2011/08/20

25 years on, 'Graceland' reigns as world music pioneer

WASHINGTON, August 20, 2011 (AFP) - If every generation throws a hero up the pop charts, Paul Simon has been twice anointed, first as a 1960s folk-rock icon, then as world music emissary with "Graceland," the landmark album he released 25 years ago this month.

Stung by a second failed marriage and looking for a way to boost his flagging career, the singer-songwriter holed up at home on Long Island and was contemplating a new direction when a friend gave him a tape of South African "township jive".

A smitten Simon ventured to South Africa to catch up with the musicians, spending weeks recording with them as a global movement gelled against the racial segregation system known as apartheid.

Then in August, 1986 he stunned the world with what is universally considered his solo masterpiece: 11 eclectic tracks of autobiographical pop, soulful American R&B, Louisiana zydeco and Chicano rock layered with gorgeous African rhythms and harmonies that catapulted him back into the limelight.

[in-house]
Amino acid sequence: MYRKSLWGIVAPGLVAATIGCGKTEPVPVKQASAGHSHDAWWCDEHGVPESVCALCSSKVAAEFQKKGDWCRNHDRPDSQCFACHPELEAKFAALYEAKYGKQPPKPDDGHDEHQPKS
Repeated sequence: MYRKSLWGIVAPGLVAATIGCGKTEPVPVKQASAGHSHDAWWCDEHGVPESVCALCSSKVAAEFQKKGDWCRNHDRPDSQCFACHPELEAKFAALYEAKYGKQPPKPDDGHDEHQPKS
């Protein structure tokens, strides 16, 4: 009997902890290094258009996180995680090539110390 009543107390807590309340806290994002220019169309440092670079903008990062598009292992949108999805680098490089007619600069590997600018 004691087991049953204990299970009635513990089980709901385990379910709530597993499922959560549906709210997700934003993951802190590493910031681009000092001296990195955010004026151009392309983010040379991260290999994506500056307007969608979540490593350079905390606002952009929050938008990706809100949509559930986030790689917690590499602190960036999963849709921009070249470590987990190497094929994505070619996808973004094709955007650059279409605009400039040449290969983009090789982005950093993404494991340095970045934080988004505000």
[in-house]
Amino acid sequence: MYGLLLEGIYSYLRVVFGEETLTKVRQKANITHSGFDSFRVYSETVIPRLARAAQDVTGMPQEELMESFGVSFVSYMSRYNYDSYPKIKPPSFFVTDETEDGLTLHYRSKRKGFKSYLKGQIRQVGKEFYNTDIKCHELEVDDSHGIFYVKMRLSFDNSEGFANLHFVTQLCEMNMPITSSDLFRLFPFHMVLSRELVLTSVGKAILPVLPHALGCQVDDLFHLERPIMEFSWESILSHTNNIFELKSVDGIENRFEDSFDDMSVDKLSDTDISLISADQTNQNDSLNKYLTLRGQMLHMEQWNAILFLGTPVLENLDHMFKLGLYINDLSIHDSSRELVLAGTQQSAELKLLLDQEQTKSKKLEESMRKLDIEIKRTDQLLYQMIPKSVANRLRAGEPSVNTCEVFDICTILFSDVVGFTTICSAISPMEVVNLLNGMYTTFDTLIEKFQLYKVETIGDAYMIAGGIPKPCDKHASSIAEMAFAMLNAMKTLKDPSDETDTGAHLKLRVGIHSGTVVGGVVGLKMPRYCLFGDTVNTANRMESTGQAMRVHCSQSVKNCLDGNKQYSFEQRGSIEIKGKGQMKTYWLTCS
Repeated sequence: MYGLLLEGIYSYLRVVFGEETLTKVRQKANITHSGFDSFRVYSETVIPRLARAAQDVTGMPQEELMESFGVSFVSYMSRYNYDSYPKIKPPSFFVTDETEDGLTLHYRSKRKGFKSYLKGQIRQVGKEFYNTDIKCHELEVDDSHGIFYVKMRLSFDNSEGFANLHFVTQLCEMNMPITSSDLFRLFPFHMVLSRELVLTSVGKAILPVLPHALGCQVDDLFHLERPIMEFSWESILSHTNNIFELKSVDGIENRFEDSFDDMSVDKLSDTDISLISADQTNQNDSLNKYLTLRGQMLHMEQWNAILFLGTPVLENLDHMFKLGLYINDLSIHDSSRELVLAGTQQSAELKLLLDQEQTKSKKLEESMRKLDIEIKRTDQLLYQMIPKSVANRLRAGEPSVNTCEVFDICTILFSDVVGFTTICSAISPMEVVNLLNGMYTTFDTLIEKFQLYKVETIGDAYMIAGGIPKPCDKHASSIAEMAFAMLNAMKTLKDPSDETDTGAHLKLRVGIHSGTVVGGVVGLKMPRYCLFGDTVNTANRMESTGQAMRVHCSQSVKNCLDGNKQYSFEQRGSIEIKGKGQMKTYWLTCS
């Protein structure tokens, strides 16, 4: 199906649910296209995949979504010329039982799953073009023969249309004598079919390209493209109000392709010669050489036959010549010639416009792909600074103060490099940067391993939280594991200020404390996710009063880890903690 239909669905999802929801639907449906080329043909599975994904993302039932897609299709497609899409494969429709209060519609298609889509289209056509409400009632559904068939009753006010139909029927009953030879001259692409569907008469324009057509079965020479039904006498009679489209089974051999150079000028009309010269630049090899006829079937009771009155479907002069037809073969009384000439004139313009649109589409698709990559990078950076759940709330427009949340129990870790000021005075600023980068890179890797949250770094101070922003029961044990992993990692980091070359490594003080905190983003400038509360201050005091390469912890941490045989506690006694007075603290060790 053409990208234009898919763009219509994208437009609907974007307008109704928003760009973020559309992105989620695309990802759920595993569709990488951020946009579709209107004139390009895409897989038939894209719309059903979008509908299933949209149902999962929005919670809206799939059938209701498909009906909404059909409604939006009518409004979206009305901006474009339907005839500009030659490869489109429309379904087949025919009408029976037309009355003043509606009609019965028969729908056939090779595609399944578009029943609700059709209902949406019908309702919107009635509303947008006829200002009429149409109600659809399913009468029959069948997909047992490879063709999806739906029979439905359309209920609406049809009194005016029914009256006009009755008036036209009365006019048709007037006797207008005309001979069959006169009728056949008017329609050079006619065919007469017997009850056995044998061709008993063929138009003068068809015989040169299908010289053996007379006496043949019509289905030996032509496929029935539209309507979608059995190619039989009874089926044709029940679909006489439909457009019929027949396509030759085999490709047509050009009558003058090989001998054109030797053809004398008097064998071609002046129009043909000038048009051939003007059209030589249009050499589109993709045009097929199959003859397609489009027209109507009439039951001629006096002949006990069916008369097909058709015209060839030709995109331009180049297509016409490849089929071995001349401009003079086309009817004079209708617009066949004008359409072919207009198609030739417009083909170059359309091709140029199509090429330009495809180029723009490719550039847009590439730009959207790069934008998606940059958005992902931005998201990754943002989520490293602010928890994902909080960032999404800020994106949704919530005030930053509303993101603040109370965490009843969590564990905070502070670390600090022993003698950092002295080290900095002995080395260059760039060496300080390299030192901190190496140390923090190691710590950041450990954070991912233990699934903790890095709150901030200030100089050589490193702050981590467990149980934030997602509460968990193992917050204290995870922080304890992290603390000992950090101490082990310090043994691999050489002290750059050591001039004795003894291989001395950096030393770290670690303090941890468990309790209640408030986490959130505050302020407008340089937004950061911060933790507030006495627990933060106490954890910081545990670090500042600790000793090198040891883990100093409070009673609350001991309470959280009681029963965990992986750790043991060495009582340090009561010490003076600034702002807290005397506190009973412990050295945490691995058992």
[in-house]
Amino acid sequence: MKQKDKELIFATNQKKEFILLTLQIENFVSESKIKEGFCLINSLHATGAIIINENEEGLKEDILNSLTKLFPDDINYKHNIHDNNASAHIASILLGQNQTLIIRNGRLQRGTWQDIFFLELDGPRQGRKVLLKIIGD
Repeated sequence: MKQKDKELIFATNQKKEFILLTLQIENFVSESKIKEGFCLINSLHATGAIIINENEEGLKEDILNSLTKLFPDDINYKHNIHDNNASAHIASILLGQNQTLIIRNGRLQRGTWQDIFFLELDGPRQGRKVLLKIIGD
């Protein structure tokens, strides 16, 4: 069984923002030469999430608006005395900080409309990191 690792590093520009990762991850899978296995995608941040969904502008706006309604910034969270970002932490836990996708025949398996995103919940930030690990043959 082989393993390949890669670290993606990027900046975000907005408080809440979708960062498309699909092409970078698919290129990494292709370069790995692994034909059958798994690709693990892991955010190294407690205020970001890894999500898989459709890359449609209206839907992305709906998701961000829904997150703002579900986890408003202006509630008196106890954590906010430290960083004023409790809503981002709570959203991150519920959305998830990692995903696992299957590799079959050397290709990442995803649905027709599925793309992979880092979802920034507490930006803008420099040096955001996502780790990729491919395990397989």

It became the soundtrack to the lives of countless Americans and Europeans, selling 14 million copies, winning album of the year and song of the year Grammy Awards, turning acapella South African group Ladysmith Black Mambazo into superstars and bringing African music in general to a wider world.

It pre-dated today's musical mash-ups, and with the album coming as it did at the dawn of compact discs, and on the cusp of the mobile phone and Internet revolutions, its opening track "The Boy in the Bubble" foretold the future with its hi-tech imagery.

"These are the days of lasers in the jungle," Simon sang.

In a way, "Graceland" was the first 21st Century album.

"It sounds like it could have been made yesterday," author Marc Eliot, whose biography of Simon came out last year, told AFP.

"If he had done nothing else but that album, he'd be in the pantheon of the greats."

Simon, who turns 70 in October, is among just a handful of artists to make hit records in seven decades, from the late 1950s with friend Art Garfunkel to this year's album "So Beautiful or So What."

In the 1970s, Simon produced soulful and sentimental rock and made forays into Latin beats and reggae.

But by the early 80s his new work was largely ignored. Slip-sliding into irrelevance, he took a chance few major artists would have, said Eliot, by seeking out rock's roots and traveling to Africa.

-- Created the space for world music --